certain places that have petrified, and when a plant or animal can become converted into stone, it is not strange for earth or water to be
petrified, and if people did not see these occurrences often, they could
not have become known to the commonalty of mankind.
Our sovereignty continues from the ages when the solid stones were
watery and the rocks were soft.
This was in the days of the Flood, although the stones were like bole.
Another poet says:
The stones were wet on that day, and Acacias and thorny species of
Acacias were lying cut up.
People believe hussad to be marjan and in the books on medicine this
has been so held, as we have said.
Lexicographers and the ancient poets are united in the belief that
marjans are small pearls. We have already said that God's statement, "(In
beauty) like the jaycinth and the coral stone" has been interpreted to imply the transparency of ruby (Jaycinth) and the whiteness of the coral.
Here, however, clarity is implied for sparkle, not transparency, since, if it
is transparency that is implied, what else would man see except ugly and
horrifying things? "Jaycinth'' here signifies the roseate colour of the
skin which is esteemed. The redness of hussad is also not unlikcable, as
it is essential for the cheeks of women. It is, therefore, not something
improbable to take marjan to be hussad here, provided we ignore the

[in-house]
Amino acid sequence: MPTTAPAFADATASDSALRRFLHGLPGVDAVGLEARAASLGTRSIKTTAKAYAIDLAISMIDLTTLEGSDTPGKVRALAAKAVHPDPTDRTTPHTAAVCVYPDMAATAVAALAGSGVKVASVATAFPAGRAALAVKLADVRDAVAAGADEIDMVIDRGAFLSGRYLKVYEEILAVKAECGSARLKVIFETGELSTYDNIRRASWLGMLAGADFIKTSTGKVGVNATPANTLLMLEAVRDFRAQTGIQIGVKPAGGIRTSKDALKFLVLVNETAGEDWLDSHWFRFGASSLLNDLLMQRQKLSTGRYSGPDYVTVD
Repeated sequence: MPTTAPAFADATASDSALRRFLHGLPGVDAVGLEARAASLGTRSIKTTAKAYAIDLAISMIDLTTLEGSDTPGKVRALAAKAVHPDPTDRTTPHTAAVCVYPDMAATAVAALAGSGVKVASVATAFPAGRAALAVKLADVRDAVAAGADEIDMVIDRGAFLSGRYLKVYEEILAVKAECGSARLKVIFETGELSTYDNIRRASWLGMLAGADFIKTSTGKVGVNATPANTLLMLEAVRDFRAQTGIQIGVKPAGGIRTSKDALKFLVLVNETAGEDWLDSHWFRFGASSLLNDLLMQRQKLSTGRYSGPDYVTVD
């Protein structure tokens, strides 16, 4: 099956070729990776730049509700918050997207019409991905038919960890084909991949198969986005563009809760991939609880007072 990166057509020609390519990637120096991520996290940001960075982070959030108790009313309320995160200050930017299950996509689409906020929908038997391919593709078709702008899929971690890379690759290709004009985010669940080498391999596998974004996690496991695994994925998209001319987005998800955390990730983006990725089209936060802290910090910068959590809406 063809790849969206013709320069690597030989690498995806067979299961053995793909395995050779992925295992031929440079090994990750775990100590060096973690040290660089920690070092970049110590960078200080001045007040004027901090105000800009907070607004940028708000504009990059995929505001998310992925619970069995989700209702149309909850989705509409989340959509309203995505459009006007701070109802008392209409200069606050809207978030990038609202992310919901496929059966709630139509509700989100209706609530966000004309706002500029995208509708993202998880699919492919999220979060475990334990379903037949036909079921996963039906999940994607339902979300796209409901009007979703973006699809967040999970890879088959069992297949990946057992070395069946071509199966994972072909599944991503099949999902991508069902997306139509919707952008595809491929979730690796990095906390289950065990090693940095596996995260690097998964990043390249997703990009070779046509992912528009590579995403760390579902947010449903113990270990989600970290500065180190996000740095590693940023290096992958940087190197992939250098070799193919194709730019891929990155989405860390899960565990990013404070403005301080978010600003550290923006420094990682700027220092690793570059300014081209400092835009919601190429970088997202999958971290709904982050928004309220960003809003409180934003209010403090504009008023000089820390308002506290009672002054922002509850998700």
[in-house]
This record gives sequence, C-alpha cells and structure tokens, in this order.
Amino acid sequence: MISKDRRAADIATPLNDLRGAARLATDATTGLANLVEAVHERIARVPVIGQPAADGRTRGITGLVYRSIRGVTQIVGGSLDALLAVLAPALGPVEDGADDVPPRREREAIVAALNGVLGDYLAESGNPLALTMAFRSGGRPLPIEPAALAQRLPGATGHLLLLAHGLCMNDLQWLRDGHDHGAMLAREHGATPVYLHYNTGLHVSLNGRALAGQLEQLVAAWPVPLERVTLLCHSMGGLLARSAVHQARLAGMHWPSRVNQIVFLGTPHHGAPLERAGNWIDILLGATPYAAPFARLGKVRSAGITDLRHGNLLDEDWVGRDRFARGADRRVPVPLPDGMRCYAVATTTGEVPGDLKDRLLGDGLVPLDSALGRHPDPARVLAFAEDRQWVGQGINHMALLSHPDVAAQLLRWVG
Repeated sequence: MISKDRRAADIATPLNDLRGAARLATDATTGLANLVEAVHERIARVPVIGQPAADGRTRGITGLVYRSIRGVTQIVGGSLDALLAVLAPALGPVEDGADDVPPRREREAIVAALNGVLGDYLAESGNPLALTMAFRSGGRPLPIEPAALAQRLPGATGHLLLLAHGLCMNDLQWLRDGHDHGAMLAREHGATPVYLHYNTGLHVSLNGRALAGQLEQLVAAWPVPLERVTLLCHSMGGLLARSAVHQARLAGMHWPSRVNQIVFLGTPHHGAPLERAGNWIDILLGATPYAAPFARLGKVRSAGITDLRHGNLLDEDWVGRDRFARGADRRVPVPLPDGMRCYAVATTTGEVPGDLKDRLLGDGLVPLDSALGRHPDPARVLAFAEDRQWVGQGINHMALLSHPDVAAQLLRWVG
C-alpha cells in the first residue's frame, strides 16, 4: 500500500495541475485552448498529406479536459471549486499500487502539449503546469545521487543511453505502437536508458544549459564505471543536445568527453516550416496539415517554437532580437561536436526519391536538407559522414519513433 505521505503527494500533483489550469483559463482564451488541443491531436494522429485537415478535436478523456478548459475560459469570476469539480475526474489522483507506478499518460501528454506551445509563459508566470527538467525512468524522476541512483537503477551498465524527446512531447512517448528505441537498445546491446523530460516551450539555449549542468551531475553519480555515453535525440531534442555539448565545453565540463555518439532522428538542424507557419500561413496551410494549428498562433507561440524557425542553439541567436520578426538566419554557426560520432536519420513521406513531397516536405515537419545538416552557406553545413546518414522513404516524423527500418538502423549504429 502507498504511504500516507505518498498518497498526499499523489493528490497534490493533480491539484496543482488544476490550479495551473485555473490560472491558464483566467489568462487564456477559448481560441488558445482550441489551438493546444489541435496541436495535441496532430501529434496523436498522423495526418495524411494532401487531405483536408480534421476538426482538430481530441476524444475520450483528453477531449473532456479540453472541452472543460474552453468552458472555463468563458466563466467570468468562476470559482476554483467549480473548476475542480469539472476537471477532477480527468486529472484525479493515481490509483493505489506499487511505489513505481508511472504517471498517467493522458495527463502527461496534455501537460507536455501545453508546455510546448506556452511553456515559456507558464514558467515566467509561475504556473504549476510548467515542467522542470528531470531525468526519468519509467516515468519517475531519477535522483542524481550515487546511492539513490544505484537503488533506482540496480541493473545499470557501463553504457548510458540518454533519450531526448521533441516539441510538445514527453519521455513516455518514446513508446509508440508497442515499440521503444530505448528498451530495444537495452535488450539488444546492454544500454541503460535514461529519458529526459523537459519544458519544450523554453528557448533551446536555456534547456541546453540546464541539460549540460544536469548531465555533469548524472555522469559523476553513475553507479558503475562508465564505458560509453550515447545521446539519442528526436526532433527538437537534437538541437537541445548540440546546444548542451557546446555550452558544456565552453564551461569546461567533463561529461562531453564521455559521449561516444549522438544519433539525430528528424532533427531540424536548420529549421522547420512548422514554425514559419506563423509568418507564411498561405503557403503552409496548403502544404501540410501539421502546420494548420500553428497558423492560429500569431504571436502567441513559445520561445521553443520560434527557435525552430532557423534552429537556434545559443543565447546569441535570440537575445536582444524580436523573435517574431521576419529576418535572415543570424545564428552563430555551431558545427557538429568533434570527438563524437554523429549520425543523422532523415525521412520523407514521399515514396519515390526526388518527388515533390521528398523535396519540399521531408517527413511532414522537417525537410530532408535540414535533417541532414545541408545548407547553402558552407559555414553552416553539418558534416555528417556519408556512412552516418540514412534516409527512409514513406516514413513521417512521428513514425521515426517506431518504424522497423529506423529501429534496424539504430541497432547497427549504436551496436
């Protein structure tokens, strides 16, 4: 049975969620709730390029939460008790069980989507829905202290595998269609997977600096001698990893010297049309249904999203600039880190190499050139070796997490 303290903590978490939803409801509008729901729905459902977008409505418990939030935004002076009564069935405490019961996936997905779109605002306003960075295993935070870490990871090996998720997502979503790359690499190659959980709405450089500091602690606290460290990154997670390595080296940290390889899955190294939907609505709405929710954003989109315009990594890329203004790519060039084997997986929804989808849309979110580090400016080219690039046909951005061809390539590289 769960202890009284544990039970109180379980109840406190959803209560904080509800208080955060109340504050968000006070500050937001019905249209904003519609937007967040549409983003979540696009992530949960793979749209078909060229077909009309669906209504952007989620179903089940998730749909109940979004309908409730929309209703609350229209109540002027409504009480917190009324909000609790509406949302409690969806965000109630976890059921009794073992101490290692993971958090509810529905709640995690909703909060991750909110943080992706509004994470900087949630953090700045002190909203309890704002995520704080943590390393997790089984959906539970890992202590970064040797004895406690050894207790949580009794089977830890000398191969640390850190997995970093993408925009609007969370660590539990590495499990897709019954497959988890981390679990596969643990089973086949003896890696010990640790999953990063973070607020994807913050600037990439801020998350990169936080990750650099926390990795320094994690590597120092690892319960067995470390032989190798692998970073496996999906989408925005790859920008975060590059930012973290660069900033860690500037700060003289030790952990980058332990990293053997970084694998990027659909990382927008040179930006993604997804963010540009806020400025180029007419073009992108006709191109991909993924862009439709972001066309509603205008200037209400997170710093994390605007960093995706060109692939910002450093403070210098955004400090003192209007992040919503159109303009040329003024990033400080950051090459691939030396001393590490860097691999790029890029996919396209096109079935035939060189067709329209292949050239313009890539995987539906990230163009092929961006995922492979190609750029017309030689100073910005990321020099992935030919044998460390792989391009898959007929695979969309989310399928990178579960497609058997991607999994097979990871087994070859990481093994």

Bussad is a plant of the Bahr-i-lfranjah, which is the sea around Syria
and Rome when it adjoins the frontiers of Ifranjiya.
Muhammad bin Zakariyyah says that its tree grows so tall that it
tears apart boats. Ibn Zakariyyah's statement would show that it becomes petrified in the sea, but what Dioscorides says is the opposite of
this. He says hussad is an internal plant of the sea, but when it is taken
out of the sea and comes in contact with air, it hardens. 103
Some have said that it comes white and soft out of the ocean. It is
then interred in the sand 104 when it becomes hard and red. Its hardness
and red colour are in proportion to its ripeness. It is quite possible that
its redness is temporary as fire removes it, especially if it is persistently
The author of the Kitab-i-1'hurayya writes that bussad and other
jewels like it are physically like plants and with respect to their nature
belong to the plant kingdom.